As opposed to many of Baloch activists, Eiva is less concerned with whether the new document is a declaration of independence or merely a declaration of the right to self-determination.
While he concedes that this decision is up to the Baloch, he stresses that the Baloch could “save a lot of lives” if they defer the question of autonomy, federation, or independence in the document: “In Lithuania, we had the same internal debate over this issue. The Lithuanian Democratic Movement debated vociferously between independence and sovereignty. The resulting ambiguity may have prevented a bloody crackdown and allowed for a relatively bloodless victory for independence when the time was right. The tactical decision of the pro-autonomy faction to delay their support for independence may have saved thousands of lives in the Lithuania case. I am not certain that the Baloch autonomy advocates will facilitate the same result, but at this point, the independence advocates have more important things to do than denouncing the autonomy/federation advocates as traitors.”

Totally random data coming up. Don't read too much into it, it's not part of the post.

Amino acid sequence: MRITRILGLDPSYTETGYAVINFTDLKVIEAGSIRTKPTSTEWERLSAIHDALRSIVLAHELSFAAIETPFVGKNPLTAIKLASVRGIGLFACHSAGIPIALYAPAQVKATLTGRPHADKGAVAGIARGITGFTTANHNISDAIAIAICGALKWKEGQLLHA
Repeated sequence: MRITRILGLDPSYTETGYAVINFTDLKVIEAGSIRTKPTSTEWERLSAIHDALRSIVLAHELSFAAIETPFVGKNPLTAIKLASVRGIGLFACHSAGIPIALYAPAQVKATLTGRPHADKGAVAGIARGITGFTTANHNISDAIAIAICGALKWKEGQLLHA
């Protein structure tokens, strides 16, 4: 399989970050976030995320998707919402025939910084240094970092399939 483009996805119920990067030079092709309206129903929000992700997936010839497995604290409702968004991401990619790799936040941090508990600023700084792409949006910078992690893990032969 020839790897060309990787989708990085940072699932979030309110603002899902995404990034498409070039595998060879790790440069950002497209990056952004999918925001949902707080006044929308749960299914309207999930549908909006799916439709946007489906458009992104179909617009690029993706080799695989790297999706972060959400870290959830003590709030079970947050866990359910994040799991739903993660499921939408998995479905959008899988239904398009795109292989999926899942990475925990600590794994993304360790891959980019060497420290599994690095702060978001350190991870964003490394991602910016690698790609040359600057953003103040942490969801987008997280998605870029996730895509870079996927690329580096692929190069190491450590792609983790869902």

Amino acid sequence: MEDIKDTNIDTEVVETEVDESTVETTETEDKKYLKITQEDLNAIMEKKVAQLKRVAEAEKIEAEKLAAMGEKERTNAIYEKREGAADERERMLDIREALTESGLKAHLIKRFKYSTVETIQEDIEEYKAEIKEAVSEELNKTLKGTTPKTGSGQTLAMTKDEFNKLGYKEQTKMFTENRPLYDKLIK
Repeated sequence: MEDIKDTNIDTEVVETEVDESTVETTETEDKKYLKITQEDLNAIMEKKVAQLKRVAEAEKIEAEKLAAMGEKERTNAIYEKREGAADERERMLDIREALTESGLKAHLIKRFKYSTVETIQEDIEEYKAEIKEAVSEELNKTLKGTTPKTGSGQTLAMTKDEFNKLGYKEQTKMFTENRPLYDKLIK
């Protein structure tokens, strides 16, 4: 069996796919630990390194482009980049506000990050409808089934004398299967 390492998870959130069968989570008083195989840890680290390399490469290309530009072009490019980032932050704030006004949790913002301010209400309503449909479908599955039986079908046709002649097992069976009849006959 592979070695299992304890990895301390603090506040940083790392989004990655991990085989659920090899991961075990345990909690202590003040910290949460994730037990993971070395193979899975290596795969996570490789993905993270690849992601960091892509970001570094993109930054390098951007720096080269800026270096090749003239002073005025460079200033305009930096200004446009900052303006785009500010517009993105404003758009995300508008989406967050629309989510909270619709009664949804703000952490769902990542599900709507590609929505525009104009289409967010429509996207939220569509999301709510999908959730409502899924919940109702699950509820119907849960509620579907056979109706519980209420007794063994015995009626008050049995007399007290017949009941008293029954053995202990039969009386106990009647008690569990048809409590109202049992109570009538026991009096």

Eiva also reasons that the Baloch should not so overtly link their cause to Western geopolitical interests. He says Western governments, corporations, and politicians are beginning to discover the strategic value of an independent Balochistan on their own: “The Israelis have reportedly told the U.S. Government that more should be done to foment regime change in Iran. They know it is to their advantage to support groups who challenge the Iranian Government. As far as I can tell, Jundallah may be the most effective resistance in Iran at least until last year.” In any event, he does not think this document is the place to make such links.